Bone health

Facing the facts: confronting fallacies around osteoporosis

Wednesday, 10 Apr 2019

A paradigm shift in how we view, diagnose, and treat osteoporosis is much needed, Professor John Bilezikian , Silberberg Professor of Medicine and Pharmacology at the College of Physicians and Surgeons, Columbia University, told delegates attending the Amgen One Scientific Symposium.

Talking to delegates during the bone symposium of the conference held in Melbourne, Prof. Bilezikian , posed a deceptively simple question to delegates. “How do we diagnose osteoporosis?” he asked. “Its sounds simple, right? Well we might have made it too simplistic.”

The obvious answer is dual-energy X-ray absorptiometry (DEXA) scan and T-score less than -2.5 at the lumbar spine or hip. However, Prof. Bilezikian pointed out this diagnostic criterion has limitations as “postmenopausal women who sustain osteoporotic fractures might miss out on diagnosis. Especially when most women who have a hip fracture, do not have an osteoporotic T-score. The cut-offs are so black and white in the United States.”

Professor Bilezikian drew an interesting parallel that “a heart attack without an elevated LDL cholesterol level is still coronary artery disease, while a fragility fracture without an osteoporotic T-score is still osteoporosis!”

How should we diagnose osteoporosis?

Prior to the DEXA era (pre-1986), osteoporosis was diagnosed based on fragility fractures, but Professor Bilezikian told delegates he believed this had been forgotten. “A prior fragility fracture is the greatest risk factor for subsequent fractures, regardless of a T-score which indicates ‘osteoporosis’. The fracture begets the fracture begets the fracture……” he noted.

To demonstrate, Prof. Bilezikian presented data from a large retrospective cohort study of over 3 million patients in the USA.1,2 The study revealed 76% of postmenopausal women with a distal radial fracture were not diagnosed or treated for osteoporosis.1,2There are also other studies that show patients were not receiving routine chest X-rays and vertebral fractures were frequently unrecognised.3 Despite being a strong risk factor for subsequent fractures and guidelines emphasising BMD testing and osteoporosis treatment, another study in 2013 highlighted most patients were not tested or treated for osteoporosis after a fragility fracture,4” he said.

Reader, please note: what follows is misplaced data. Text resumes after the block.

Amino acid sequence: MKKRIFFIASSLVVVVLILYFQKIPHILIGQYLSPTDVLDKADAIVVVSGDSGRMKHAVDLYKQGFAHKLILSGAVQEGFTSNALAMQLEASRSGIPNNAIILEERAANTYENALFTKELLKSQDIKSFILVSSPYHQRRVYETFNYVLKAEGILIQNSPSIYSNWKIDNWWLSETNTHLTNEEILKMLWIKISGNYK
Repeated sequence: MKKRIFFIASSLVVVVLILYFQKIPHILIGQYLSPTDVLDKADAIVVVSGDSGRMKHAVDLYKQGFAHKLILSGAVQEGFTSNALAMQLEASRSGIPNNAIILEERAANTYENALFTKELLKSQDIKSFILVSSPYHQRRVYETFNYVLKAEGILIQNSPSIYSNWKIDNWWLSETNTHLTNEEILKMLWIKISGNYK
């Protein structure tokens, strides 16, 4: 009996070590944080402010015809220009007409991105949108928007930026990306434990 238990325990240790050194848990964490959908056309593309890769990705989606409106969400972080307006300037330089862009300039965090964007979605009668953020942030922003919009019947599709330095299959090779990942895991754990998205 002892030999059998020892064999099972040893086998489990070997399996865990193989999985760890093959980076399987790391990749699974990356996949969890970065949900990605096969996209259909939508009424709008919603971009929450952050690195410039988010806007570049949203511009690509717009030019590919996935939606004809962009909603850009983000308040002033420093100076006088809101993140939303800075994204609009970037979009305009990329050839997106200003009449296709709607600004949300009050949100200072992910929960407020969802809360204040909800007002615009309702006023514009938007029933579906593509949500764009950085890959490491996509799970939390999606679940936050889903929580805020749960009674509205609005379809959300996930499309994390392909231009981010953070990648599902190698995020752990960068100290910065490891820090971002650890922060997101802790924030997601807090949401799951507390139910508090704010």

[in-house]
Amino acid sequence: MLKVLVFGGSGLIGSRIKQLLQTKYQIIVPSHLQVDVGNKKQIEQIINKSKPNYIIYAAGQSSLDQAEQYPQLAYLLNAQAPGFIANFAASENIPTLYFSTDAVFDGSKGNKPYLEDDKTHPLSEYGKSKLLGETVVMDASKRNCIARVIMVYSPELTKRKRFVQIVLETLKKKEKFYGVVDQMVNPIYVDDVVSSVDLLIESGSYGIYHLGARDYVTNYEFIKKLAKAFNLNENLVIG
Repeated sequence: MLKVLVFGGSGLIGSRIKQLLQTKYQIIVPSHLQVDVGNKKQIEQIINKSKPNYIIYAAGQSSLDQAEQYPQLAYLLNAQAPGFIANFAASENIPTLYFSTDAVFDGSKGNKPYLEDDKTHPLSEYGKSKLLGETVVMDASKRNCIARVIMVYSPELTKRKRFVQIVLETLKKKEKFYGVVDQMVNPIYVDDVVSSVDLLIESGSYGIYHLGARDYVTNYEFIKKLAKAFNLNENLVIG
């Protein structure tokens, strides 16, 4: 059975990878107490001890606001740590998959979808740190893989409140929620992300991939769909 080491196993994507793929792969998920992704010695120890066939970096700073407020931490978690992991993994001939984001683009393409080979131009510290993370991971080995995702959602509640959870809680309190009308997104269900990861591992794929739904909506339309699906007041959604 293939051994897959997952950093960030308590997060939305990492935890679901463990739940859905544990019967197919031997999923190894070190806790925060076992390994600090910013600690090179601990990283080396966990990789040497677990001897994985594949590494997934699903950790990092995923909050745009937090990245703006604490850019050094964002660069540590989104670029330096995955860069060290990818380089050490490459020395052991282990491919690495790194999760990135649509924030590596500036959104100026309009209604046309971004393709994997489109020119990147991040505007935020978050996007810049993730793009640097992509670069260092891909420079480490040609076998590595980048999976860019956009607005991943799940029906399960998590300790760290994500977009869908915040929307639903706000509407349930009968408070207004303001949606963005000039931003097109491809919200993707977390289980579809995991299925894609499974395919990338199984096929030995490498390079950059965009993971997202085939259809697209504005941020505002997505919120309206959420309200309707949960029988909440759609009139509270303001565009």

Professor Bilezikian noted that a second fracture “can be prevented by identifying the first fracture.” Other aids to help identify patients likely to have a fracture include risk assessment tools like FRAX or Garvan. He also drew attention to falls risk as a result of patient risky behaviour, balance, and sarcopenia. “It is evident that there is merit in considering risk factors besides bone mineral density (BMD) to predict the likelihood of an osteoporotic fracture,” he noted. For example, he posed the following questions:

“Does someone whose blood pressure becomes normal with treatment still have the diagnosis of hypertension?

Does someone whose cholesterol level becomes normal with treatment still have the diagnosis of hypercholesterolemia?

Does someone whose HbA1c becomes normal with therapy still have the diagnosis of diabetes mellitus?”

According to Prof. Bilezikian one prevalent fallacy was that when a person’s T-score had shown improvement, they could cease osteoporotic treatment.5 He noted, all osteoporotic treatments once discontinued are associated with bone loss, including bisphosphonates.6 “We need to keep in mind that no current treatments for osteoporosis completely restore the disordered bone microstructure. If patients incorrectly perceive their osteoporosis is ‘cured’ we may face challenges in adherence to medication. This may be further complicated if prescribing criteria are centred on a specific T-score. Once a patient’s T-score is above -2.5, their therapy might not be subsidised in the United States at least, and this proves to be an issue with osteoanabolics and denosumab,” he remarked.

“Clearly, a paradigm shift in how we view, diagnose and treat osteoporosis is much needed. The criteria for diagnosing osteoporosis should encompass more than just BMD T-score, they should also include fragility fractures, risk assessment tools and falls risk assessment. In essence, osteoporosis is osteoporosis is osteoporosis; effective therapy does not alter the diagnosis,” Prof. Bilezikian concluded.


This article was sponsored by Amgen, which has no control over editorial content. The content is entirely independent and based on published studies and experts’ opinions, the views expressed are not necessarily those of Amgen.


  1. Freedman KG, et al. J Bone Joint Surg 2000;82A:1063-70.
  2. Siris E, Bilezikian JP et al. J Clin Endocrinol Metab 88:2003.
  3. Gehlbach SH et al. Osteoporos Int. 2000;11:577.
  4. National Committee for Quality Assurance. The State of Health Care Quality 2014. October 2014.
  5. Lewiecki EM, Binkley N, Bilezikian JP: Treated Osteoporosis is still Osteoporosis. J Bone Miner Res 2019 (in press).
  6. Curtis et al. ASBMR, 2018.

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